Order passed to prevent the transportation of provisions without special permission. Colonel Trimble appointed to enforce the order.

Charles Pitts appeared and offered 200 to 300 negroes to perform any service which the authorities may call on them to do. The Mayor returns thanks, and assures them they shall be called on when any occasion arises when their services can be availed of.

Coleman Yellott authorized to charter a steamer to summon the members of the State Legislature.

Unnecessary parades forbidden in the streets.

Extract from a note from Col. Trimble to Howard, President of the Board, found among the papers:

"The display of military will be a sorry one as to the strength of the military of the city, and calculated to dishearten our own citizens, and if represented abroad will rather invite and encourage attempts from the north to defy us and pass through the city, whereas without this display many will think that the military force of the city is much stronger than it really is."

Order passed authorizing Col. Trimble to permit steamboats to leave for the eastern shore, to and below the fras river, upon condition that in going and returning they shall not stop at Annapolis. April 23. U. S. SHIP ALLEGHANY, BALTIMORE, April 23, 1861. CHARLES HOWARD, Esq., President of the Board of Police. SIR: Having occasion to employ a steamtug in the service of the United States, I have to request that you will authorize me to use one this day in the harbor of Baltimore and the adjacent waters.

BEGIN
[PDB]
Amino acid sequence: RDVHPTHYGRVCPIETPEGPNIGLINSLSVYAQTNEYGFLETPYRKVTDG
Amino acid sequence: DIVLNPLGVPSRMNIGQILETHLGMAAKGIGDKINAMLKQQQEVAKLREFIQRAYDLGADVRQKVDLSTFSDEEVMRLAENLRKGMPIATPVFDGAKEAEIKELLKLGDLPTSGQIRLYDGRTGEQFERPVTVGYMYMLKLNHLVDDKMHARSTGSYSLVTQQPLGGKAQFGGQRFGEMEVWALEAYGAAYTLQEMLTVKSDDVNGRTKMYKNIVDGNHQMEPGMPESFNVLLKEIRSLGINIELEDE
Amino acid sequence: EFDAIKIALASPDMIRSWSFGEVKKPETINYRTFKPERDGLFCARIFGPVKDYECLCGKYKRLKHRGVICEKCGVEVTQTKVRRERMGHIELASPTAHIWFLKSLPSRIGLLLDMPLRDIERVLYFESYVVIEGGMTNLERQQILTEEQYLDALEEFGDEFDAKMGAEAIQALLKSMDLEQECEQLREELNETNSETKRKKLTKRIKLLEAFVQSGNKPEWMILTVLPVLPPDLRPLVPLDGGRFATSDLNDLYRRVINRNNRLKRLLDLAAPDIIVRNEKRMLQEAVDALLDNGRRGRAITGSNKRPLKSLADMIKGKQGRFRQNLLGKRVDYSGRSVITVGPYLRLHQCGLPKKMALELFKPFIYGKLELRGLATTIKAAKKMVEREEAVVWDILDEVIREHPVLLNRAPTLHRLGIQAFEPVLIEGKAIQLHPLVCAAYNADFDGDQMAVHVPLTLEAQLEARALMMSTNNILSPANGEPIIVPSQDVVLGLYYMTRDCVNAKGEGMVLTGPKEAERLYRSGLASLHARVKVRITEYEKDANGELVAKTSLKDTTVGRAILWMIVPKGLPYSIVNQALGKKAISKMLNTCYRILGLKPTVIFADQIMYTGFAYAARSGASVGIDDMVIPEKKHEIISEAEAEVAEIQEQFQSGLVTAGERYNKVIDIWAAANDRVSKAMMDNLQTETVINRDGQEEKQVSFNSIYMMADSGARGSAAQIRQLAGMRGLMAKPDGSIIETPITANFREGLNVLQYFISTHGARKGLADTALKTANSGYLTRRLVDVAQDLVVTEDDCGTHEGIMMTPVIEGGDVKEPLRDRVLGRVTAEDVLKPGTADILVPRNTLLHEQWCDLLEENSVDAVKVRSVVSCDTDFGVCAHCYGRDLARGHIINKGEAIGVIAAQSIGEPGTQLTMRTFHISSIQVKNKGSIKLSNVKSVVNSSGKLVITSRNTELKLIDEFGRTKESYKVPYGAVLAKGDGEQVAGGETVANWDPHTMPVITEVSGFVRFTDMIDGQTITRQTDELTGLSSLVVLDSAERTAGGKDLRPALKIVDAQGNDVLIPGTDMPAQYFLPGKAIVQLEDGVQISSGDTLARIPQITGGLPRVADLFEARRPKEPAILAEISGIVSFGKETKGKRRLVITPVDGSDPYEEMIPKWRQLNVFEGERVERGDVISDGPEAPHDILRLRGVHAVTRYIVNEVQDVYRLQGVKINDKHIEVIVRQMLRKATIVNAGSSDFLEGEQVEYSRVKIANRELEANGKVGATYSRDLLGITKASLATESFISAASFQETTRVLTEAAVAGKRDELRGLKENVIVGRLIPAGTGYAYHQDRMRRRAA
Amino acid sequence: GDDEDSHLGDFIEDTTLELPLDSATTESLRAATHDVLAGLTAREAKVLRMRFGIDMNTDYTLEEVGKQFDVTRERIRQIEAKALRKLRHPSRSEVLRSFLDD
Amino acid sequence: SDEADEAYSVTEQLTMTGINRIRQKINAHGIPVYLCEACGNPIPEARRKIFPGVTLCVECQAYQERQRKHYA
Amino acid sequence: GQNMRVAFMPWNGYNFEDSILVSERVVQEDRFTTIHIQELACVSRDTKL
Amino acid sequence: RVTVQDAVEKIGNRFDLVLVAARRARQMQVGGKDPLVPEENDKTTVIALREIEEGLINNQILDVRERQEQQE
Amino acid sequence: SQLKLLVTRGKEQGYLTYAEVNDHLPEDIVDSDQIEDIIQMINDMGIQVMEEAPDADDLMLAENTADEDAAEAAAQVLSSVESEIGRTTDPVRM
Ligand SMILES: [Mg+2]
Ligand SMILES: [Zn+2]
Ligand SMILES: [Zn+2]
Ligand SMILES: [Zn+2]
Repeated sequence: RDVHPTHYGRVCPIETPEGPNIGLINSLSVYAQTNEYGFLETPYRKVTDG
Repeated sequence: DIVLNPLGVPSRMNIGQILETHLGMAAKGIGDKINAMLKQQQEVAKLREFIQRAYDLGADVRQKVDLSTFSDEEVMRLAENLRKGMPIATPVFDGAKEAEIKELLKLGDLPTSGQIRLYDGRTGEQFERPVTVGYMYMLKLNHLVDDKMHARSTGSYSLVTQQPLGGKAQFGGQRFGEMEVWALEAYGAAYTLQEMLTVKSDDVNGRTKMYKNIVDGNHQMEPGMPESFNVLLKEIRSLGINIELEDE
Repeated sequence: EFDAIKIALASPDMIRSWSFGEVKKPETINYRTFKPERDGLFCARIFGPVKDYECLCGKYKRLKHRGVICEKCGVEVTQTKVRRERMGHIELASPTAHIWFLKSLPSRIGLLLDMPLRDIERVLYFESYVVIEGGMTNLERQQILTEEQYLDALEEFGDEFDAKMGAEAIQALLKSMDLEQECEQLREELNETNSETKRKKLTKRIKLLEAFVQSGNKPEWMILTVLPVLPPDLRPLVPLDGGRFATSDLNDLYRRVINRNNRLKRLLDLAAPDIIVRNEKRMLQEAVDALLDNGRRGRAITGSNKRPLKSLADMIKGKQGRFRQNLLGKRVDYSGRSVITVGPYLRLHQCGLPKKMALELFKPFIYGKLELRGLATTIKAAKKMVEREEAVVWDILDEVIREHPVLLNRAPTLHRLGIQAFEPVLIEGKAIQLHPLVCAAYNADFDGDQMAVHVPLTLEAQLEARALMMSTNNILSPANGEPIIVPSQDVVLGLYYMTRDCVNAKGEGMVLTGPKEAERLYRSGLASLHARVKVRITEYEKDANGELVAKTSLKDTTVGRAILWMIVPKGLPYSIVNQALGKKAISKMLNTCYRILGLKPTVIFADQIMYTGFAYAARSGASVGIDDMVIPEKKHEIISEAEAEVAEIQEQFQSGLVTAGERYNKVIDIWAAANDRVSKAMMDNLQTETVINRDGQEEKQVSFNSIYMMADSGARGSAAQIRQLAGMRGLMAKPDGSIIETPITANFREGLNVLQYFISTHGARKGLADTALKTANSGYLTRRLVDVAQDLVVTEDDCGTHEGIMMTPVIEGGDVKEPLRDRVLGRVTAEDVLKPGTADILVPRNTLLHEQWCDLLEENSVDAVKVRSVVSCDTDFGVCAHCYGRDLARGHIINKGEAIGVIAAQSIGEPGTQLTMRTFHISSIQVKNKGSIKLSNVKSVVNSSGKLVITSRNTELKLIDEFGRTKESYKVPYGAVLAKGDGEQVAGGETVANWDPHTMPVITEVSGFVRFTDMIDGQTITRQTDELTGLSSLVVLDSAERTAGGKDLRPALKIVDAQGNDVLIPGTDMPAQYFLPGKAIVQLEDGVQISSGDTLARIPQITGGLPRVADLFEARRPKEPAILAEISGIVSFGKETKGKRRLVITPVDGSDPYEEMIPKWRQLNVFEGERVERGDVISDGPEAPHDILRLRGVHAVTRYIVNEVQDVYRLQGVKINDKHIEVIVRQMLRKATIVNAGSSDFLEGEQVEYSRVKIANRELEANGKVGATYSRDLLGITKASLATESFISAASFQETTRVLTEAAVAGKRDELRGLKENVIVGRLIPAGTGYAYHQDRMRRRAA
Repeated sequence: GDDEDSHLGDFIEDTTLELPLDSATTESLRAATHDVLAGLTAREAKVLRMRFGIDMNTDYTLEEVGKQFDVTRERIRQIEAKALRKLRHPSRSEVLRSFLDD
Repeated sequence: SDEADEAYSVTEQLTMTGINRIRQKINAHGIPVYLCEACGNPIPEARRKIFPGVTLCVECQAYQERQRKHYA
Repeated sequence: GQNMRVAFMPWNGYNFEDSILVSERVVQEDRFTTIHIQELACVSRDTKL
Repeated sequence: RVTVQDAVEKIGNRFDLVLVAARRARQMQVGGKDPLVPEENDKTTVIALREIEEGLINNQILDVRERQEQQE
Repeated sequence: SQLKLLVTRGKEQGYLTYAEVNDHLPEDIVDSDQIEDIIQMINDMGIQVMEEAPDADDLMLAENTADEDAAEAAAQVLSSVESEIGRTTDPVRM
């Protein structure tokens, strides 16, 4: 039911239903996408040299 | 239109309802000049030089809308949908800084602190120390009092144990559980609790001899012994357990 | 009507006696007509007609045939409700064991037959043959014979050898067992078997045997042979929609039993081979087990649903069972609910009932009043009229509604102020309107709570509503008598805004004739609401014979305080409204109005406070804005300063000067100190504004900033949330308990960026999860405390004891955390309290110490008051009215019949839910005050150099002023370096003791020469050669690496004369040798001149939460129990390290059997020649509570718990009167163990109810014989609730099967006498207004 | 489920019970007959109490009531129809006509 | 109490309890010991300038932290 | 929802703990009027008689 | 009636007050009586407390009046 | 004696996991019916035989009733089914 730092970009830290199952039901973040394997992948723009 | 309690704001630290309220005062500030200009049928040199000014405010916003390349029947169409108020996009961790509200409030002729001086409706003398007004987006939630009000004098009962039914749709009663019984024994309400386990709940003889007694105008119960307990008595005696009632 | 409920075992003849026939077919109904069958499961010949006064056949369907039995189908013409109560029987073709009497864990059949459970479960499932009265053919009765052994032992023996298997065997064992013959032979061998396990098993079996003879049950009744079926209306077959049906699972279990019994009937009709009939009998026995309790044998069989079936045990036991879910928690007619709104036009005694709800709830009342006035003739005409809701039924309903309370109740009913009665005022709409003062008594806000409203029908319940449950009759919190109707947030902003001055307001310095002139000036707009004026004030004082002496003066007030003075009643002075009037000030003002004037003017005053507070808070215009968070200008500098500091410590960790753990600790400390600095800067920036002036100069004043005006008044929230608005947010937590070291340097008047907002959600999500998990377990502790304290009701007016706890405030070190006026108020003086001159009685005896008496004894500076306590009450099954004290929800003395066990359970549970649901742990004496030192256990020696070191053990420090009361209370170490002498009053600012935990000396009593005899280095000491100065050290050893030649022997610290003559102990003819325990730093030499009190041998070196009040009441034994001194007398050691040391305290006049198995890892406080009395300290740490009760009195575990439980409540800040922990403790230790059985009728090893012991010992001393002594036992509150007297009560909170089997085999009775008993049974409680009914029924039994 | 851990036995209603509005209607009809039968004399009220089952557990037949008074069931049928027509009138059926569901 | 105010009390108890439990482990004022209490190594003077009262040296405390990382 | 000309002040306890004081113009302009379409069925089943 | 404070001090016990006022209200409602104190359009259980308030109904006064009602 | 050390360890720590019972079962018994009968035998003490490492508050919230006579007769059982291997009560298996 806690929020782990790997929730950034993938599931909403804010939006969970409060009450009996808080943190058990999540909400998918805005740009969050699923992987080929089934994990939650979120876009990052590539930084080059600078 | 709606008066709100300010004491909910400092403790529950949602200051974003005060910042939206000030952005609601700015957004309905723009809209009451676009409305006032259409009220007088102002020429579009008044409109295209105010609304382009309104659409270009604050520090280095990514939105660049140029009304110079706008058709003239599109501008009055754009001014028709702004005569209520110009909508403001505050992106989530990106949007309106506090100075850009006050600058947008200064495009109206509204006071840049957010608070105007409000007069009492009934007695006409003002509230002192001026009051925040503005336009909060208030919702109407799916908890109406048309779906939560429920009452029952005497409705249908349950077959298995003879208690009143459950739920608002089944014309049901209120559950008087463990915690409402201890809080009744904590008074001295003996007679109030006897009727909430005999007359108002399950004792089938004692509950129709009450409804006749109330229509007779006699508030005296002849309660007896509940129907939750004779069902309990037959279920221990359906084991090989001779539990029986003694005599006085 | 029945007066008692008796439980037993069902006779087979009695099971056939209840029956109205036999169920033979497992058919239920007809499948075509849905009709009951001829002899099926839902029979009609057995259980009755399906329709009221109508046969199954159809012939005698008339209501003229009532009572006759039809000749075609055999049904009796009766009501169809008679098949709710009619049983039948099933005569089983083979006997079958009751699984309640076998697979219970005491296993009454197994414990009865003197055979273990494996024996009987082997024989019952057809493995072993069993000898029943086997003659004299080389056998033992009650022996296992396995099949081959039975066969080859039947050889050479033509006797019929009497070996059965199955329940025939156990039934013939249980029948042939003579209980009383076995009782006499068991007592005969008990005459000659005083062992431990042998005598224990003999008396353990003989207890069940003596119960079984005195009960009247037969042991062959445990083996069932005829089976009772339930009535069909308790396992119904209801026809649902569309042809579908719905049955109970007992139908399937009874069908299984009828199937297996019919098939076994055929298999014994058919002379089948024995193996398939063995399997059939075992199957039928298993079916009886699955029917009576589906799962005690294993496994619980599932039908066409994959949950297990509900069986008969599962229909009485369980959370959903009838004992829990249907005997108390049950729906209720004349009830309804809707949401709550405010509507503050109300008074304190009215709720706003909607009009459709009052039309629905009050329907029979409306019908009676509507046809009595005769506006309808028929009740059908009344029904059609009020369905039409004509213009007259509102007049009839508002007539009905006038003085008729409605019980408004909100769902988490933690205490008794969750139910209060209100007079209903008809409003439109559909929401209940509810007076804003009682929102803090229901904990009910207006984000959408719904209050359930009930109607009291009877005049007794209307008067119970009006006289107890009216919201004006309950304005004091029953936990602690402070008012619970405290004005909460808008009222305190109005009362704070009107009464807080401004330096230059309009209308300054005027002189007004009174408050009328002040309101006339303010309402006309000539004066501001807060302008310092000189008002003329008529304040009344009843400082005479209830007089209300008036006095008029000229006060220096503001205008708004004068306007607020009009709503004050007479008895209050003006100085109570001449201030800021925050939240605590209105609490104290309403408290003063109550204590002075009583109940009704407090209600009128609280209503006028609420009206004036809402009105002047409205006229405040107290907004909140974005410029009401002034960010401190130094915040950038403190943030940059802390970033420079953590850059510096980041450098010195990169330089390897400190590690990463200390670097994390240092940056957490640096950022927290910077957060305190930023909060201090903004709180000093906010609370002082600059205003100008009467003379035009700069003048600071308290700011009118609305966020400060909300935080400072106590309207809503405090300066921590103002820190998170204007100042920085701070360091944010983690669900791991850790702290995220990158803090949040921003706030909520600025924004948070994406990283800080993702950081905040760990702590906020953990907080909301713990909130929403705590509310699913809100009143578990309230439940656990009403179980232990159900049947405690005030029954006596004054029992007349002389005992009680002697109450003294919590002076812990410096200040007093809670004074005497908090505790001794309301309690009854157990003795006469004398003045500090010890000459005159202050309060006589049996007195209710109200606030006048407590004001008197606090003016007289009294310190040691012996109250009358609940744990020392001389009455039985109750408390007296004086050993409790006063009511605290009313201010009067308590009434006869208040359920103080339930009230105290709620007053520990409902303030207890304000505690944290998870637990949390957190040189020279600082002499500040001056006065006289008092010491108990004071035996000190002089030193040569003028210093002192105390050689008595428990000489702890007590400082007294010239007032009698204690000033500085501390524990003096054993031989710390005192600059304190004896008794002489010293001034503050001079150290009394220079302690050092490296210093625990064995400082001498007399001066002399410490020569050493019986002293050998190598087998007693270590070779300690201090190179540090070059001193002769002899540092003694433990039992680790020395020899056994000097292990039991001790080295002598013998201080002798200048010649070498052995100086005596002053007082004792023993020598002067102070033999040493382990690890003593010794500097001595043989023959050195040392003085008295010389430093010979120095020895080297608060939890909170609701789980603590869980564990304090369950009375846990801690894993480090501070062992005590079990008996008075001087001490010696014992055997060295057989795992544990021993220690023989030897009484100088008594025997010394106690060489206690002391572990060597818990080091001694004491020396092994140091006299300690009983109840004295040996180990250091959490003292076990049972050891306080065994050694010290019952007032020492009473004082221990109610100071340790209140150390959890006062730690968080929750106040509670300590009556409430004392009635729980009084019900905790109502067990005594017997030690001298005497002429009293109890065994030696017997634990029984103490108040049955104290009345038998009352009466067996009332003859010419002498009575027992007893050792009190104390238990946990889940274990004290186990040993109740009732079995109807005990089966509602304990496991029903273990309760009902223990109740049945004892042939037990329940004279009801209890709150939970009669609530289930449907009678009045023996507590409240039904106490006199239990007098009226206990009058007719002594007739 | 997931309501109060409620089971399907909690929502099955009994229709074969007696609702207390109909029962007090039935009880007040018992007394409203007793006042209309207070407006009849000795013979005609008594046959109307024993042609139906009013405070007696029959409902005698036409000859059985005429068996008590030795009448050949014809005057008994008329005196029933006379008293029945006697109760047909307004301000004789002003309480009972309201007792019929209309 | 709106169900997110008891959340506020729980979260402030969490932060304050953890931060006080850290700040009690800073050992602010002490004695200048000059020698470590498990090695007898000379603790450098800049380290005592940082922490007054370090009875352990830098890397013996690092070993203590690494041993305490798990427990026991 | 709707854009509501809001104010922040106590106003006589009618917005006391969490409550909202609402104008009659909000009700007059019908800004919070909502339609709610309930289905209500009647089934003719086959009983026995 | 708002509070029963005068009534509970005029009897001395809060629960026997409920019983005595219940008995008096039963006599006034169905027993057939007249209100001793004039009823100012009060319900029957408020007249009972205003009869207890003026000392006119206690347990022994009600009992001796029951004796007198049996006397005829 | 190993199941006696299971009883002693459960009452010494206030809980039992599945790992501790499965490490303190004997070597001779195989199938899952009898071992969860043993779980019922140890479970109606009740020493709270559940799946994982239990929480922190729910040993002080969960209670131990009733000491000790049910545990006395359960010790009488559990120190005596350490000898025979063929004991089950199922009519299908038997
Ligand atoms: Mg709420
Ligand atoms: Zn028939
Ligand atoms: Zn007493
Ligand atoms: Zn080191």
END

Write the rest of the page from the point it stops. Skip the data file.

I am, respectfully, Respectfully declined.

Communication from Col. Trimble in regard to the removal of the Alleghany. Answer given through Charles Wethered, that the matter was attended to, and the removal forbidden.

3. Memorandum in pencil-omited in the "minutes" APRIL 23, 1861.

"Telegraphed General Harper, Harper's Ferry, to the effect, that the town is quiet, expressing thanks for his communication, and promising to let him know when any exigency requiring it shall arise; mentioning that Gwinn had been seen by us."

Gwinn reported "six thousand men ready to come down." 4. Another memorandum:

"Gwinn asserts that six thousand troops are at Harper's Ferry." APRIL 25.* "All police officers and others in the employ of the Board, and all other parties whatsoever, are requested to offer no obstruction to the running of the trains." (i. e., to WashSassa-ington.)

WM. H. HUNTER, Com. U.S. N.

Mr. Zenas Barnum called in regard to repairing the telegraph wires on the road to Philadelphia; no action determined on. Mr. Barnum was informed that no communications can pass over the wires for Washington, whether for the War Department or citizens, without being subjected to the inspection of the police board.